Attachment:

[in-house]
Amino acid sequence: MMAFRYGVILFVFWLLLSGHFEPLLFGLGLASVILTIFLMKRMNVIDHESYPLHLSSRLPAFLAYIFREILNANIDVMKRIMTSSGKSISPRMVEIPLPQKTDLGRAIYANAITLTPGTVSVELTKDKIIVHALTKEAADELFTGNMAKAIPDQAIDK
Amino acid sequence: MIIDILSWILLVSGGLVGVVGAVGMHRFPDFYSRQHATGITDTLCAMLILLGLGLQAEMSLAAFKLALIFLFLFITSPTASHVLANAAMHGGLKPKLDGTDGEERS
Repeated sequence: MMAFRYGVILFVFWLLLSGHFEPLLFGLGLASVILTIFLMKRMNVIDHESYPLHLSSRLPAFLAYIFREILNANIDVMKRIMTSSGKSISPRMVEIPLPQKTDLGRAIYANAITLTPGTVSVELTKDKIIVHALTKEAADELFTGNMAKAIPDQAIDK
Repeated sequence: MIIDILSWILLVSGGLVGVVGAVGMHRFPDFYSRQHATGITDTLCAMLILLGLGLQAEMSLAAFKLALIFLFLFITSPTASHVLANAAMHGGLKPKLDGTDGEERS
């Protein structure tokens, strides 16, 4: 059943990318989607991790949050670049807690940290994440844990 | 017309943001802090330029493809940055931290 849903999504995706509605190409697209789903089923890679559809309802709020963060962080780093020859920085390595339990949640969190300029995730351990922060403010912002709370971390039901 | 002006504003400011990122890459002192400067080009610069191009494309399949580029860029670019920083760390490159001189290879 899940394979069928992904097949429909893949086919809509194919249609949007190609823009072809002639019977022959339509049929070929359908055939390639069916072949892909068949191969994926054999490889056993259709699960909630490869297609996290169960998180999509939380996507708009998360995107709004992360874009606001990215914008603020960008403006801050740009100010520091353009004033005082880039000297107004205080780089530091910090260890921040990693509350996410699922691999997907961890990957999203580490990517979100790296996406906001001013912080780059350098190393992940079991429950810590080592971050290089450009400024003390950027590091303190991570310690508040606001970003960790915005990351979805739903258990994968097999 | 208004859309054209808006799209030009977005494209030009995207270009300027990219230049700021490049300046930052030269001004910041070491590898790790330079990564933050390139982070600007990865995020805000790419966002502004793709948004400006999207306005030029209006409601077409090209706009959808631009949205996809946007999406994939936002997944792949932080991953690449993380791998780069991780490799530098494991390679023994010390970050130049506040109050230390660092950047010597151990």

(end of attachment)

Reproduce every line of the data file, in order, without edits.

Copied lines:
[in-house]
Amino acid sequence: MMAFRYGVILFVFWLLLSGHFEPLLFGLGLASVILTIFLMKRMNVIDHESYPLHLSSRLPAFLAYIFREILNANIDVMKRIMTSSGKSISPRMVEIPLPQKTDLGRAIYANAITLTPGTVSVELTKDKIIVHALTKEAADELFTGNMAKAIPDQAIDK
Amino acid sequence: MIIDILSWILLVSGGLVGVVGAVGMHRFPDFYSRQHATGITDTLCAMLILLGLGLQAEMSLAAFKLALIFLFLFITSPTASHVLANAAMHGGLKPKLDGTDGEERS
Repeated sequence: MMAFRYGVILFVFWLLLSGHFEPLLFGLGLASVILTIFLMKRMNVIDHESYPLHLSSRLPAFLAYIFREILNANIDVMKRIMTSSGKSISPRMVEIPLPQKTDLGRAIYANAITLTPGTVSVELTKDKIIVHALTKEAADELFTGNMAKAIPDQAIDK
Repeated sequence: MIIDILSWILLVSGGLVGVVGAVGMHRFPDFYSRQHATGITDTLCAMLILLGLGLQAEMSLAAFKLALIFLFLFITSPTASHVLANAAMHGGLKPKLDGTDGEERS
């Protein structure tokens, strides 16, 4: 059943990318989607991790949050670049807690940290994440844990 | 017309943001802090330029493809940055931290 849903999504995706509605190409697209789903089923890679559809309802709020963060962080780093020859920085390595339990949640969190300029995730351990922060403010912002709370971390039901 | 002006504003400011990122890459002192400067080009610069191009494309399949580029860029670019920083760390490159001189290879 899940394979069928992904097949429909893949086919809509194919249609949007190609823009072809002639019977022959339509049929070929359908055939390639069916072949892909068949191969994926054999490889056993259709699960909630490869297609996290169960998180999509939380996507708009998360995107709004992360874009606001990215914008603020960008403006801050740009100010520091353009004033005082880039000297107004205080780089530091910090260890921040990693509350996410699922691999997907961890990957999203580490990517979100790296996406906001001013912080780059350098190393992940079991429950810590080592971050290089450009400024003390950027590091303190991570310690508040606001970003960790915005990351979805739903258990994968097999 | 208004859309054209808006799209030009977005494209030009995207270009300027990219230049700021490049300046930052030269001004910041070491590898790790330079990564933050390139982070600007990865995020805000790419966002502004793709948004400006999207306005030029209006409601077409090209706009959808631009949205996809946007999406994939936002997944792949932080991953690449993380791998780069991780490799530098494991390679023994010390970050130049506040109050230390660092950047010597151990």